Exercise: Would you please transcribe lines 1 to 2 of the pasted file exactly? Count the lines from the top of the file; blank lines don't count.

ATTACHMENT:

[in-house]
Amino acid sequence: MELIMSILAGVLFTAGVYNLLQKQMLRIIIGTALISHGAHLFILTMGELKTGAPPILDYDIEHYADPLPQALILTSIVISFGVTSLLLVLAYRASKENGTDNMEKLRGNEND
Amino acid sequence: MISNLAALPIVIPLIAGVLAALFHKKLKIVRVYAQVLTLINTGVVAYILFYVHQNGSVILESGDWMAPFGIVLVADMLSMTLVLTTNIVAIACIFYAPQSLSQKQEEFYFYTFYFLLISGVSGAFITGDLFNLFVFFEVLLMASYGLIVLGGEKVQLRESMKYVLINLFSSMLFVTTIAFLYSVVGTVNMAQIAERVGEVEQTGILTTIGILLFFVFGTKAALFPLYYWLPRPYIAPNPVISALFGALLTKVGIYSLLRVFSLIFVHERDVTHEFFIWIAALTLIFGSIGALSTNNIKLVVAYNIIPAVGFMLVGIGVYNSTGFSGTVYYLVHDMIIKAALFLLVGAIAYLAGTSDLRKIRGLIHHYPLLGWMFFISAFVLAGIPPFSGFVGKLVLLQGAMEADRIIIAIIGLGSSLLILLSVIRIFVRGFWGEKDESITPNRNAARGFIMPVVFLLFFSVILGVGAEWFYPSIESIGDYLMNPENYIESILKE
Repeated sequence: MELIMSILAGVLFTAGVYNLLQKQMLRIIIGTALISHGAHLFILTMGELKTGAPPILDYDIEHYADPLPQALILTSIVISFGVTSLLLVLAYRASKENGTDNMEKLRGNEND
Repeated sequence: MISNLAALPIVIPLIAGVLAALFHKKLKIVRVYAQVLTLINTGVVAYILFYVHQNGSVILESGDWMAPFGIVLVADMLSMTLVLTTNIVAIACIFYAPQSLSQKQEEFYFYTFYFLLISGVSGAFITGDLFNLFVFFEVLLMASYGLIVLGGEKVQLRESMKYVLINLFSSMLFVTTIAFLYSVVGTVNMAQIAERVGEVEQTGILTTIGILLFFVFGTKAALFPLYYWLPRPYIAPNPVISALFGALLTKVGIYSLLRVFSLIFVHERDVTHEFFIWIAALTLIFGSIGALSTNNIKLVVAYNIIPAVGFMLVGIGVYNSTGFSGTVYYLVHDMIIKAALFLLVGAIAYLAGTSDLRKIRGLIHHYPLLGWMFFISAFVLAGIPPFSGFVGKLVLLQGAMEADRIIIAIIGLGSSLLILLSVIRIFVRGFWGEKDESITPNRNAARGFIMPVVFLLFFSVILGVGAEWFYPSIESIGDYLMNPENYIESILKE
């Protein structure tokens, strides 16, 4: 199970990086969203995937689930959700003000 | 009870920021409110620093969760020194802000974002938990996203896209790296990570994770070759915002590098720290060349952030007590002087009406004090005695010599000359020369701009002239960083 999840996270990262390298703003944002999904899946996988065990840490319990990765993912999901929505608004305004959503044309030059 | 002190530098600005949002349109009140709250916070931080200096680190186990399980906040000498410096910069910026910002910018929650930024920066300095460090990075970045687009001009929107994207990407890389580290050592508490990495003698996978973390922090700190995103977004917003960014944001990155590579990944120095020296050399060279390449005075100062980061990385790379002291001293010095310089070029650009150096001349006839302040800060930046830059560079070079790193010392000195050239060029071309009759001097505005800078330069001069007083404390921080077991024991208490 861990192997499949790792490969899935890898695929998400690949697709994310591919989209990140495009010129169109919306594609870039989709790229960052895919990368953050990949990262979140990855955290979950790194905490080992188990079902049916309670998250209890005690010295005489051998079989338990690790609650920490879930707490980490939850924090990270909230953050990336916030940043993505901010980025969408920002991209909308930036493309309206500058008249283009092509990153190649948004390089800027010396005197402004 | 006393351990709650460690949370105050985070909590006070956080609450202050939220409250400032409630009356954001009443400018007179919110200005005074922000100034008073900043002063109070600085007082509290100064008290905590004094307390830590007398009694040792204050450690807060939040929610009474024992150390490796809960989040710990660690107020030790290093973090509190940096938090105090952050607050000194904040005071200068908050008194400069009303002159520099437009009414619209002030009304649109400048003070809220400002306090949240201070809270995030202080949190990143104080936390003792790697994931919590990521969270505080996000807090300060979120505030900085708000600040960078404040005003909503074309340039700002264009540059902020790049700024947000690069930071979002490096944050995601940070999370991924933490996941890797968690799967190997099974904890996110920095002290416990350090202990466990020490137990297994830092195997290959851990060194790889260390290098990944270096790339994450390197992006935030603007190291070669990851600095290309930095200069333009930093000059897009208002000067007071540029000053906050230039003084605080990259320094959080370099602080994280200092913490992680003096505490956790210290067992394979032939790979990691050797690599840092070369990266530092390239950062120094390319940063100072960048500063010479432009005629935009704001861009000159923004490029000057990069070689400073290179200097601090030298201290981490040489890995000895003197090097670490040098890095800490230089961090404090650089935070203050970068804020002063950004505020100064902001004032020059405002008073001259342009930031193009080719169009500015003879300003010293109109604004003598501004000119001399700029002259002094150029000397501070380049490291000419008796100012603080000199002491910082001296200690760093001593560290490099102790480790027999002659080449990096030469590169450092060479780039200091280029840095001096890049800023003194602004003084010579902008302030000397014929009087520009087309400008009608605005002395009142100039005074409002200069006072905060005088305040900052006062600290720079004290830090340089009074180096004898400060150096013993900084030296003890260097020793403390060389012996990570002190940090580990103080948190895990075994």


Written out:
[in-house]
Amino acid sequence: MELIMSILAGVLFTAGVYNLLQKQMLRIIIGTALISHGAHLFILTMGELKTGAPPILDYDIEHYADPLPQALILTSIVISFGVTSLLLVLAYRASKENGTDNMEKLRGNEND